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Postsurgical Infections Associated with Nonsterile Implantable Devices

Two recent cases of postsurgical infection reported to CDC occurred after the implantation of devices labeled and sold as nonsterile. Although there was no evidence that the infections resulted from the implants, these occurrences serve as reminders of the importance of monitoring the sterility of implants.

Because manufacturers may supply implantable devices such as orthopedic (e.g., hip prostheses), cardiovascular (e.g., cardiac valve grafts), and neurologic (e.g., shunts) devices as nonsterile, hospital personnel must ensure that nonsterile devices are adequately sterilized before implantation. The sterilization process used for an implantable device should be closely monitored and documented in the patient's medical record, including the sterilization method; the duration of exposure to the sterilization agent; conditions such as pressure, temperature, chemical concentration, date, time, and biological monitors; and other process indicators.

Steam or ethylene oxide sterilization is recommended for sterilization of implantable devices (1). Specific manufacturer recommendations for sterilization of the device should be available in the product packaging; if they are not, hospital personnel should contact the manufacturer for sterilization recommendations and/or to ensure that the sterilization method to be used will not adversely affect device safety and performance. If the information is not available in the product packaging and recommendations cannot be obtained from the manufacturer, the device should not be used.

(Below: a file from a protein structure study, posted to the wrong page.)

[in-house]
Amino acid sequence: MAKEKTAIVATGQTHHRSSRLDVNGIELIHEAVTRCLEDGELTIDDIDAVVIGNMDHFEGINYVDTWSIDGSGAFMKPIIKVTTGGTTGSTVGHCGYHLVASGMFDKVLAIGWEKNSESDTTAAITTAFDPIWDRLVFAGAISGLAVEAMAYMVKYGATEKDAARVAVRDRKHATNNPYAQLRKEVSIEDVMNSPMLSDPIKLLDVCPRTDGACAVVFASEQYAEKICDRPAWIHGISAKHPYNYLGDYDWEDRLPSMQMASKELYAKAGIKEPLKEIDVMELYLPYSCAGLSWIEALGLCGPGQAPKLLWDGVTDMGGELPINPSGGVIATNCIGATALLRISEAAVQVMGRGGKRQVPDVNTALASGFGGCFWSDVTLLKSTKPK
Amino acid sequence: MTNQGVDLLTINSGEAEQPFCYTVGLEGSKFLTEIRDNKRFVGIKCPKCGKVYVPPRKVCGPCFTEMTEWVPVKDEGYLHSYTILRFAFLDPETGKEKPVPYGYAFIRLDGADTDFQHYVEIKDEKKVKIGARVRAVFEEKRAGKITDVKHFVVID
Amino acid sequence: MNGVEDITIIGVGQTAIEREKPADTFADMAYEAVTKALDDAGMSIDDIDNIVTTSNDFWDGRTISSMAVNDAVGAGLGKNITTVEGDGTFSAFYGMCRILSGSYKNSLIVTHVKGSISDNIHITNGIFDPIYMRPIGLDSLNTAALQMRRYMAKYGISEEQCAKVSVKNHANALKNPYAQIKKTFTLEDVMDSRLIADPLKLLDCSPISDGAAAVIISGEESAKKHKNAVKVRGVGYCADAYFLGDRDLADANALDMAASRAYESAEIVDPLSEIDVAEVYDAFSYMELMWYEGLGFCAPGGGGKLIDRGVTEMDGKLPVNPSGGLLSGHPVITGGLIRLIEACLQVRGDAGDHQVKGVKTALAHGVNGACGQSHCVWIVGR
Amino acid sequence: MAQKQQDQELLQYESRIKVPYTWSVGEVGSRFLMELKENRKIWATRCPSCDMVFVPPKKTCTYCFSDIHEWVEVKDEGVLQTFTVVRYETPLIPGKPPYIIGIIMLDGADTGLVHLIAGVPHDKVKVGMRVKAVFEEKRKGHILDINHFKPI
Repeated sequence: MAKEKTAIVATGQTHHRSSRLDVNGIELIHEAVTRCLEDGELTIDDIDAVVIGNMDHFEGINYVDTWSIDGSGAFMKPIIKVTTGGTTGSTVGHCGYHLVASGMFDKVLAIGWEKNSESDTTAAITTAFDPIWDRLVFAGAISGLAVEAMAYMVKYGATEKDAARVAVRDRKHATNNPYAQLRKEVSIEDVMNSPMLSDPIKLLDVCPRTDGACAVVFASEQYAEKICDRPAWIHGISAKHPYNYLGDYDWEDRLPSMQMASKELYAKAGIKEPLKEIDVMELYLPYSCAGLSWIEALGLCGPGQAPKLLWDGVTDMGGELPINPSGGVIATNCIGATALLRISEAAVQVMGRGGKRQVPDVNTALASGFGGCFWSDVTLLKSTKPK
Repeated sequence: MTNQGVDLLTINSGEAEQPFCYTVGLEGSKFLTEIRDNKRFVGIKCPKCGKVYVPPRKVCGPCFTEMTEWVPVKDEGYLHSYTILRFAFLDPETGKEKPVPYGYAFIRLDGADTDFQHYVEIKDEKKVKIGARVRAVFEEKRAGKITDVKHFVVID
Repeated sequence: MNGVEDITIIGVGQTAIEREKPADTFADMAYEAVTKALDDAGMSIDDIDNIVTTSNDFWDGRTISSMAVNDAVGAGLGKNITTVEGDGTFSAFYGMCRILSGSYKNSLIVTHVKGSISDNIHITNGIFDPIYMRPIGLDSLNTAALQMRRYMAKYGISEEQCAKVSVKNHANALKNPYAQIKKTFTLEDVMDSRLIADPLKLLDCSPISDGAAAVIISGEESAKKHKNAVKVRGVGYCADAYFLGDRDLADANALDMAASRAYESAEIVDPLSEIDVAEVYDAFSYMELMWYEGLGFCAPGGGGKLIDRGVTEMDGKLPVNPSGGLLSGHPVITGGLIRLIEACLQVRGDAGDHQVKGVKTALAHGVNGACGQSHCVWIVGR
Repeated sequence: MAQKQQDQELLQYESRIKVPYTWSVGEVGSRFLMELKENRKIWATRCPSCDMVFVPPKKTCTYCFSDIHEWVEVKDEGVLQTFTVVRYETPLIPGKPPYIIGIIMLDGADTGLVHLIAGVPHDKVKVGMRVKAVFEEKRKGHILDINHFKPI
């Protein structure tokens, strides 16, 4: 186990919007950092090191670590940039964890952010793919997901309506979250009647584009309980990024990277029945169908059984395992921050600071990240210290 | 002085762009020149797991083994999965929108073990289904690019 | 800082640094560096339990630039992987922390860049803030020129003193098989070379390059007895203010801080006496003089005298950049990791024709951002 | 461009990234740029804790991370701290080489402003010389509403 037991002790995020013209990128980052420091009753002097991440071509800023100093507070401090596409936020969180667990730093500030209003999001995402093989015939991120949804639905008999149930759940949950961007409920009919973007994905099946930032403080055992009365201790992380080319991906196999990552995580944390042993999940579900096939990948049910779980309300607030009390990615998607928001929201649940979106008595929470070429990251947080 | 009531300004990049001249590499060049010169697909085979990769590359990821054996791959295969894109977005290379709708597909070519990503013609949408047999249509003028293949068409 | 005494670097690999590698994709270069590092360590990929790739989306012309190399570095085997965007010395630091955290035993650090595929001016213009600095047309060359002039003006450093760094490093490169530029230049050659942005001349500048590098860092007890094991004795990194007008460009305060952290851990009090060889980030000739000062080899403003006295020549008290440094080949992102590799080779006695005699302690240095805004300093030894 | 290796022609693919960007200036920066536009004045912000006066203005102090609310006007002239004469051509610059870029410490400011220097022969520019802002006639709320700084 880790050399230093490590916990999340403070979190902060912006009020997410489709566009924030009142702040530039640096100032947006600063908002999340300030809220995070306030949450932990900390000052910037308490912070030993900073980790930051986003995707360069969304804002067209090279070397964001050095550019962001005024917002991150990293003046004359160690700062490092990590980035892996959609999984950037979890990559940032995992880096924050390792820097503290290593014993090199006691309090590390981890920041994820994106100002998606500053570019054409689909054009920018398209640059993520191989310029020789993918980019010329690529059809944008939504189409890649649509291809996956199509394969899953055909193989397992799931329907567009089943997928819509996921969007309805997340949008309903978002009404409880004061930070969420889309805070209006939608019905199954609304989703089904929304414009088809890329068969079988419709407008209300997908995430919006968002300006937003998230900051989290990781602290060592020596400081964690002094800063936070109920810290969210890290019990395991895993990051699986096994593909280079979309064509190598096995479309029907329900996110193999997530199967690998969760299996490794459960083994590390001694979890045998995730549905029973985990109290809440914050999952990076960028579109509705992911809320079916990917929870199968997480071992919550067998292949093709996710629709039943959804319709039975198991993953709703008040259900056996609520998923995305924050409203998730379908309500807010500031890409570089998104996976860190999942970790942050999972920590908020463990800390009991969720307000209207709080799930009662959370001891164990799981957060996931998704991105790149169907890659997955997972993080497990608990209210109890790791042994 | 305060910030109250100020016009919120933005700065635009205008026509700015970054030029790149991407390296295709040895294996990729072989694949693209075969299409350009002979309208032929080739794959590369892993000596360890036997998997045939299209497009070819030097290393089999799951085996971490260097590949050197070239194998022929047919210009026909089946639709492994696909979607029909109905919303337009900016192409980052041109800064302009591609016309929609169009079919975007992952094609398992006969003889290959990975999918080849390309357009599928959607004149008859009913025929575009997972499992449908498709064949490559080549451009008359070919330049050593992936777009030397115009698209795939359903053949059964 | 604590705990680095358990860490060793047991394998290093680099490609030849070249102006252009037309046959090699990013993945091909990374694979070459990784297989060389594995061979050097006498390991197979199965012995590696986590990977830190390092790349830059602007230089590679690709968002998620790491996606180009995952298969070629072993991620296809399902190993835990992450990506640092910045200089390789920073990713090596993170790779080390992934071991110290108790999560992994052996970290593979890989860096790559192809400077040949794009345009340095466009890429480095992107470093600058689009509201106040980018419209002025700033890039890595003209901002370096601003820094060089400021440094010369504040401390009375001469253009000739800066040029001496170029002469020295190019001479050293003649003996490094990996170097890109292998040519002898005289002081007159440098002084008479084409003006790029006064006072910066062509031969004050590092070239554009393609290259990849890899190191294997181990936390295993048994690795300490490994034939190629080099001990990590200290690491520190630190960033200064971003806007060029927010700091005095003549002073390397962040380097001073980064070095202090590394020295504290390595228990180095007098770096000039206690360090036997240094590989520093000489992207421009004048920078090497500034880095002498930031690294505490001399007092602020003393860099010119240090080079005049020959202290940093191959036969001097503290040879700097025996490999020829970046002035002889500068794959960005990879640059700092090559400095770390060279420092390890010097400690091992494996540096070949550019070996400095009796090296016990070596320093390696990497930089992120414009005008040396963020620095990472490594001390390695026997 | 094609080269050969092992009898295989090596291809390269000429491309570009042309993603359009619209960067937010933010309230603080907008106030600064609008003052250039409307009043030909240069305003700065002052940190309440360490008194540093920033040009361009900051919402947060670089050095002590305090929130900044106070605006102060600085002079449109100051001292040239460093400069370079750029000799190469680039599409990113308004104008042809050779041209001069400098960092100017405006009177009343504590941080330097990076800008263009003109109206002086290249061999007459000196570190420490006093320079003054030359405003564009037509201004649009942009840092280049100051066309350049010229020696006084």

Adverse effects associated with implantation of implantable devices received from the manufacturer as nonsterile must be reported to the manufacturer, who must report the event to the FDA by mail (Center for Devices and Radiological Health, FDA, FDA User Report, P.O. Box 3002, Rockville, MD 20847-3002) or by fax ((301) 881-6670). User facilities must report deaths related to implanted devices or adverse effects when the manufacturer is unknown directly to the FDA at the above address or by fax ((301) 427-1967)). To ascertain the extent of complications resulting from infections associated with implantable devices labeled as nonsterile, hospital personnel are requested to report these events through state health departments to CDC's Hospital Infections Program, National Center for Infectious Diseases; telephone (404) 639-1550.

Reported by: Center for Devices and Radiological Health, Food and Drug Administration. Hospital Infections Program, National Center for Infectious Diseases, CDC.

Reference

  1. Garner JS, Favero MS. Guideline for handwashing and hospital environmental control, 1985. Am J Infect Control 1986;14:110-29.



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